Richard Dawkins, perhaps the world’s foremost atheist biologist, is now working on two new books about atheism: one for teenagers and one for children.
There’s a great irony in Dawkins’ forthcoming books, though, given he’s complained in the past about religious parents “indoctrinating” their children with Christian theology. How is this any different?
I’m actively working on 2 new books. Outgrowing God is Atheism for Teenagers. Second one (illustrated) is Atheism for Children. It still needs a title. Maybe OMG I think I’m an Atheist. Both will be seen by some as blasphemous. And as hate speech, simply for telling the truth.
— Richard Dawkins (@RichardDawkins) July 28, 2018
In 2015, Dawkins argued parents have an outsized — and even dangerous — role in their kids’ upbringing. He argued government bureaucrats, rather than parents, are better fit to teach and make decisions about the education of children.
“There is a balancing act and you have to balance the rights of parents and the rights of children and I think the balance has swung too far towards parents,” he said at the time. “Children do need to be protected so that they can have a proper education and not be indoctrinated in whatever religion their parents happen to have been brought up in.”
But now, ironically, the famed biologist is seeking to produce the same thing for nonbelievers that he so readily decries in those who believe in God.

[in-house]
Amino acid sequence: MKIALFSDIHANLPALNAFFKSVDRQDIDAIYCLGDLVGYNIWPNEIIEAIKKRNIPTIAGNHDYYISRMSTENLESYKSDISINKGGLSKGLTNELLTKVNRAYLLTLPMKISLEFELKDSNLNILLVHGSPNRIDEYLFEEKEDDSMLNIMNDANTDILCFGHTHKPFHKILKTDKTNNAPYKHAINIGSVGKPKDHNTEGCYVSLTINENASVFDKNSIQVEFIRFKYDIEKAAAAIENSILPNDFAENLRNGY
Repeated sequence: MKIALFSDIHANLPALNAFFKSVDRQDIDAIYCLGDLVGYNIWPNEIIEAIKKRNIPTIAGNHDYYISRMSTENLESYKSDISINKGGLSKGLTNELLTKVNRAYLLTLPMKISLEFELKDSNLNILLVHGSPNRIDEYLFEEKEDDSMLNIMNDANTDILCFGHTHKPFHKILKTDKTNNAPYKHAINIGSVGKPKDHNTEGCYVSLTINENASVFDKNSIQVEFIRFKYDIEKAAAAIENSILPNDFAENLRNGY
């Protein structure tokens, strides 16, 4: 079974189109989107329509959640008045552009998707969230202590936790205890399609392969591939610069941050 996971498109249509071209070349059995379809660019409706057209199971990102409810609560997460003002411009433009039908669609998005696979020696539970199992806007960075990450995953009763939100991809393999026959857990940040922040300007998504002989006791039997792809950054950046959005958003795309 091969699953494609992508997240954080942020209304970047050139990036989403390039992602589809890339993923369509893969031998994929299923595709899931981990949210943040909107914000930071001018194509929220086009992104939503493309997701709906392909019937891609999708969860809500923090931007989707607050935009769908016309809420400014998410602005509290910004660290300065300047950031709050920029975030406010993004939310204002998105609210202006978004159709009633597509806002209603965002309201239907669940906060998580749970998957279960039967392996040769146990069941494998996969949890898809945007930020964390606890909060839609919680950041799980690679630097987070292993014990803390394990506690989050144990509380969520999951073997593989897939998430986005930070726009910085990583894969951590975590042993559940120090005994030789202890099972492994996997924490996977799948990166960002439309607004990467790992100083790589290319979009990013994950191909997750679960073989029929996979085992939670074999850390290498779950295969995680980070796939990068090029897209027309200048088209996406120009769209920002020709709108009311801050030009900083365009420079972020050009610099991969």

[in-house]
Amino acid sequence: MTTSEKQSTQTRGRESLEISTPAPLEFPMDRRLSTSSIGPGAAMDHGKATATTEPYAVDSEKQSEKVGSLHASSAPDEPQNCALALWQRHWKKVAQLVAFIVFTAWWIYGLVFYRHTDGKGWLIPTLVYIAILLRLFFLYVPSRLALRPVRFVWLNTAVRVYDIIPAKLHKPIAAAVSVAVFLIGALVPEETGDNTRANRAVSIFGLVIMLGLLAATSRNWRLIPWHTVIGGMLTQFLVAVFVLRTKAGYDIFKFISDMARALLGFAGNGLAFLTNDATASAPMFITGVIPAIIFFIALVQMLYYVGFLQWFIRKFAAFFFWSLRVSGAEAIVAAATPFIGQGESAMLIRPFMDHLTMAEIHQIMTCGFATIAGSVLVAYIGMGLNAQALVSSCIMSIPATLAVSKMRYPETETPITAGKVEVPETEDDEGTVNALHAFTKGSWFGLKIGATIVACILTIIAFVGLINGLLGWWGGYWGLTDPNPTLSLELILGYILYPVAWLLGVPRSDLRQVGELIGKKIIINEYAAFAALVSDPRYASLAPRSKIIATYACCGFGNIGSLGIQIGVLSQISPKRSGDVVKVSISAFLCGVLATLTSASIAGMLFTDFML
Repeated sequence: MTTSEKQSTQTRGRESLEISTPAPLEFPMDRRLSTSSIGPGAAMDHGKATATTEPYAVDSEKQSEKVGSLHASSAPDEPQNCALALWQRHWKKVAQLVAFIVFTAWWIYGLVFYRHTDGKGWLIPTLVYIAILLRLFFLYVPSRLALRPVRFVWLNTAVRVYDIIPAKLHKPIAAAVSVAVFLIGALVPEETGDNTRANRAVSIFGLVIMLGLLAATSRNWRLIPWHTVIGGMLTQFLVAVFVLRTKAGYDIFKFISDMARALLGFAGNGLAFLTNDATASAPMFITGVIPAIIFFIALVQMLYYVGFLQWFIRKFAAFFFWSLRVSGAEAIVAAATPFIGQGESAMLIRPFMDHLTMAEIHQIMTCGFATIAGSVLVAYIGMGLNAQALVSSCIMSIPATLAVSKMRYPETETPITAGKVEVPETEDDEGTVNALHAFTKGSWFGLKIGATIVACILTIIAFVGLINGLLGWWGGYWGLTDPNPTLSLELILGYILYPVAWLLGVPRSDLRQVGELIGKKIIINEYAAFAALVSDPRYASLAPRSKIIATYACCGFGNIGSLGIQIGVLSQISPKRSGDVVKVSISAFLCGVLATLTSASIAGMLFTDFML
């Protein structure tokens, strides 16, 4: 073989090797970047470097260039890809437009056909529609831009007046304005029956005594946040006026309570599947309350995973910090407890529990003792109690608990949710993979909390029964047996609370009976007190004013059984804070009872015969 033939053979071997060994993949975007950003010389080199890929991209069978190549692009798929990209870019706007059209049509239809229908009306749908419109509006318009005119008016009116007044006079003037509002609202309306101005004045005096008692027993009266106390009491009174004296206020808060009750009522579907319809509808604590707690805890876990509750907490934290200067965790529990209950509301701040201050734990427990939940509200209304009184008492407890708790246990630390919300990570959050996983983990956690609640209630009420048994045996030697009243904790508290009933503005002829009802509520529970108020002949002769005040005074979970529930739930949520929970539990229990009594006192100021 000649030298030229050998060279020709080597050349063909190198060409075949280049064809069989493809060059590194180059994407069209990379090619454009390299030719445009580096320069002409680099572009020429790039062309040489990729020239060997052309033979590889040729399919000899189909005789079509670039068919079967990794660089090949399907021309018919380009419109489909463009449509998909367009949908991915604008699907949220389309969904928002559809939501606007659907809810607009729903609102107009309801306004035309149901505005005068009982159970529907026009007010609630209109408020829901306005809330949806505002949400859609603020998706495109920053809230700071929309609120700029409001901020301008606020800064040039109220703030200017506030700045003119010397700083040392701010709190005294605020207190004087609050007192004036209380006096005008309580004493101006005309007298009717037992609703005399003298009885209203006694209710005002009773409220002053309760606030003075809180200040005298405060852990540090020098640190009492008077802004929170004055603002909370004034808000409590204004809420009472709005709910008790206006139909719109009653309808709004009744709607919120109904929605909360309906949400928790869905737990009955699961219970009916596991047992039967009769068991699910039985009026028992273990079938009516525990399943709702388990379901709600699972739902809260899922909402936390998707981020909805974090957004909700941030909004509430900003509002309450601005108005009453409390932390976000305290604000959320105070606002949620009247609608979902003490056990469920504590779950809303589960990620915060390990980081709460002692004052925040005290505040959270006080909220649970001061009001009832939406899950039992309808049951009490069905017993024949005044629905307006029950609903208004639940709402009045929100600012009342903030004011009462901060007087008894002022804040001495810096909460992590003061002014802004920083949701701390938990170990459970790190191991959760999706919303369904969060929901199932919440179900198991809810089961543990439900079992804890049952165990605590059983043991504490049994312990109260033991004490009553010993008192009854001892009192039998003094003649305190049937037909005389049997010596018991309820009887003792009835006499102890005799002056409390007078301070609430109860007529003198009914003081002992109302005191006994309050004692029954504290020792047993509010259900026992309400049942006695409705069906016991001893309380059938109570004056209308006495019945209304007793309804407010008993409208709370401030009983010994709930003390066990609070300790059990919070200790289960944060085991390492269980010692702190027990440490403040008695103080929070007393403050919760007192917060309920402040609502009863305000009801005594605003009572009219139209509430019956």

Despite the 77-year-old atheist’s unflinching opposition to a belief in a higher power, recent research actually indicates religious beliefs have improved behavior, particularly as it pertains to college-age male sexuality — a breath of fresh air in this #MeToo era.
College men who claim to participate in religious activity are less likely to have friends who approve of forcing or coercing a woman into having sex, are themselves less likely to view sexually explicit material and often have a lower number of sexual partners.
In addition, religious affiliation is associated with lower alcohol consumption, which reduces the likelihood that an individual will engage in sexually aggressive behavior. Does that seem like such a bad outcome?
Dawkins faced some criticism on Twitter over his latest effort:
So you're saying you're basically becoming an evangelical atheist? Will you set up centers where you can talk to believers, maybe one day per week or so?
Who knew being an atheist involved so much preaching? https://t.co/d3LPRIyciU
— Derek Hunter (@derekahunter) August 1, 2018
I'm pretty sure most of your books on religion are books about atheism for children, tbqh https://t.co/nVFyLs2bWa
— Ben Shapiro (@benshapiro) August 1, 2018
Dawkins claims that indoctrination of children is evil. And yet he's writing a book on atheism for children. https://t.co/ghHktjaUo4
— Harrison Jennings (@hhjennings) July 29, 2018
There’s no way around it: If Dawkins is going to call it “indoctrination” when it’s Christian, it’s “indoctrination” when it’s atheistic, too.